“Timmy’s got these great tap skills. Of course he has, because he’s a perfect human being,” says King. “He can sing and dance as well as everything else. He went to LaGuardia High School, which I think is like the Fame Academy. He grew up doing all that, and his mother’s a dancer, and he was keen to use those chops, which was a great opportunity.”
The sweetest things
You can’t have Wonka without some fabulous confectionery, and this prequel doesn’t disappoint.
“There’s a sort of way of watching the film, where it’s told in chapters via different candies, which no one will ever pick up on. But I really liked the idea that he’s got a chocolate for every occasion,” explains King. “So when things are bad, he’ll reach for Silver Lining, and he can find this glimmer of hope. I love the condensed thunderclouds in liquid sunlight. Then there’s the Broadway chocolate, which I always think should be called 42nd Sweet… and the Hair Repair Eclair!”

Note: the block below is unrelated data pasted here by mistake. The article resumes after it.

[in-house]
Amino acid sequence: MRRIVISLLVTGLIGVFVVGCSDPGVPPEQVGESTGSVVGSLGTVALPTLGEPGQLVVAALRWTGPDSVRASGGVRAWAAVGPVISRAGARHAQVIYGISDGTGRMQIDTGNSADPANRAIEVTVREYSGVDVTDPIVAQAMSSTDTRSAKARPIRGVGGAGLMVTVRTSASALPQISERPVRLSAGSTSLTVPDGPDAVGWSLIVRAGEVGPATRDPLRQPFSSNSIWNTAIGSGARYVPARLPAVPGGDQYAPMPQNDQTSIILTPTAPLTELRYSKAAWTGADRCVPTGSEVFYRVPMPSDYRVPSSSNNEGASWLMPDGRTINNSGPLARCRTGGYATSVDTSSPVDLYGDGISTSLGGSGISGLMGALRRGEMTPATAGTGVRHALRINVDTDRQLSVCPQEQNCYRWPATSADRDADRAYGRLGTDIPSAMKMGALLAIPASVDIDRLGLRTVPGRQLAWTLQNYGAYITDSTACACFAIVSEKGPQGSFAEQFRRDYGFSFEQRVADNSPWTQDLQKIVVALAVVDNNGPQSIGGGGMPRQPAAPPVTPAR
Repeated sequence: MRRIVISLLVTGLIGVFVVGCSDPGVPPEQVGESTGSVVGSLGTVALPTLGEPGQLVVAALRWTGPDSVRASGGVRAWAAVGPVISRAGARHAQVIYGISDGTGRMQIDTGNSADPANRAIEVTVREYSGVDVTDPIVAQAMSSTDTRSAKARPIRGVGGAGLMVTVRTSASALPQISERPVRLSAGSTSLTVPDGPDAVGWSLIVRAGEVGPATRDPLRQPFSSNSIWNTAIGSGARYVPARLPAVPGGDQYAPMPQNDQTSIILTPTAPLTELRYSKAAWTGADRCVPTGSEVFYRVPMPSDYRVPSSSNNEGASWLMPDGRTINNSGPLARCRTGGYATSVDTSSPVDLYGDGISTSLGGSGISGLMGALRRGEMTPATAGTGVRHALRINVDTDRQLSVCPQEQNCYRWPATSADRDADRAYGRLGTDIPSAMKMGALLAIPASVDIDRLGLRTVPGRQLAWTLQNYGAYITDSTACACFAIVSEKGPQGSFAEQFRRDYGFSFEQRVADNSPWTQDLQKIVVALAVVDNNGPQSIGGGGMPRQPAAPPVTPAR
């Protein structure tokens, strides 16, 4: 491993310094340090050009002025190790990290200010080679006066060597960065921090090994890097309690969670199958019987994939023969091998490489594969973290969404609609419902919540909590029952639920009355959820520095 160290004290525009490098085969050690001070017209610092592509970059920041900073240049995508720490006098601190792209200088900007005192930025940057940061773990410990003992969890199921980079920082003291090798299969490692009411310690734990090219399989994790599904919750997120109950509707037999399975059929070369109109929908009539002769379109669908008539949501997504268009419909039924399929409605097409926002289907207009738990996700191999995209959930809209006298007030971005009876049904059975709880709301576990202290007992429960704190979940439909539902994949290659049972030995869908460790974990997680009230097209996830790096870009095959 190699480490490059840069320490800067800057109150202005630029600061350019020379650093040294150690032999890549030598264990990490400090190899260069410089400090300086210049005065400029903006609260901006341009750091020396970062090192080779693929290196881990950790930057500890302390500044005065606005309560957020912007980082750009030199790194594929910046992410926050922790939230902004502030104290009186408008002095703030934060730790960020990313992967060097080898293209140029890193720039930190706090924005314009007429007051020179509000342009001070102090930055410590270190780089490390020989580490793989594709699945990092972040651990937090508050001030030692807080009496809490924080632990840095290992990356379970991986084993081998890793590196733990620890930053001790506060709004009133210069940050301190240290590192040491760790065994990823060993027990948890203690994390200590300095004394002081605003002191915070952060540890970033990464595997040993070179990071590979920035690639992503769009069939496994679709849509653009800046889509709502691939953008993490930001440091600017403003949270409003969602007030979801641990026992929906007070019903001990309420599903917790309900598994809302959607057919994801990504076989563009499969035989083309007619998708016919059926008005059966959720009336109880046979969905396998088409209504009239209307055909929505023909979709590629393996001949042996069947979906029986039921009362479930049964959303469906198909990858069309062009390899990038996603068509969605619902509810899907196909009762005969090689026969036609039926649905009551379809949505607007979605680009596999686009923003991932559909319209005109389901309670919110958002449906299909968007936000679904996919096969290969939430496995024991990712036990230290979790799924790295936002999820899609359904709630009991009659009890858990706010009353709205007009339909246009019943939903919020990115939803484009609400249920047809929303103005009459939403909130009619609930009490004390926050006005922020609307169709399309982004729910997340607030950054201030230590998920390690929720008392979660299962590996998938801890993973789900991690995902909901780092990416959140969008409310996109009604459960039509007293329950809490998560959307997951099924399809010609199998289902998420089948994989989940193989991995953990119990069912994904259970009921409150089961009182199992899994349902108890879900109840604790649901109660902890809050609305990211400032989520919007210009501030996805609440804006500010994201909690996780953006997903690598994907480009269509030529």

Turns out King is now a chocolate nerd. Not surprising since the production had a world-class chocolatier on set. An actual chocolatier!
“I imagined [the chocolates] would be made of plasticine and be disgusting, and somebody would spit them out,” he laughs. “But on day one, it was like, no, we found one of the greatest chocolate makers in the world, and she’s going to be with us for the next six months. And everything was just thought through so carefully and imbued not only with great beauty but extraordinary flavors, which really was a complete waste of time and money but made me very, very happy.”
Trying to remain faithful to both Dahl and the 1971 movie while striving for newness made for opportunities to add some sweet references for the fans. The Big Night Out chocolate is a nod to the chewing gum meal that Violet Beauregard scarfs, for example, and before the fizzy lifting drink, there were hover chocs.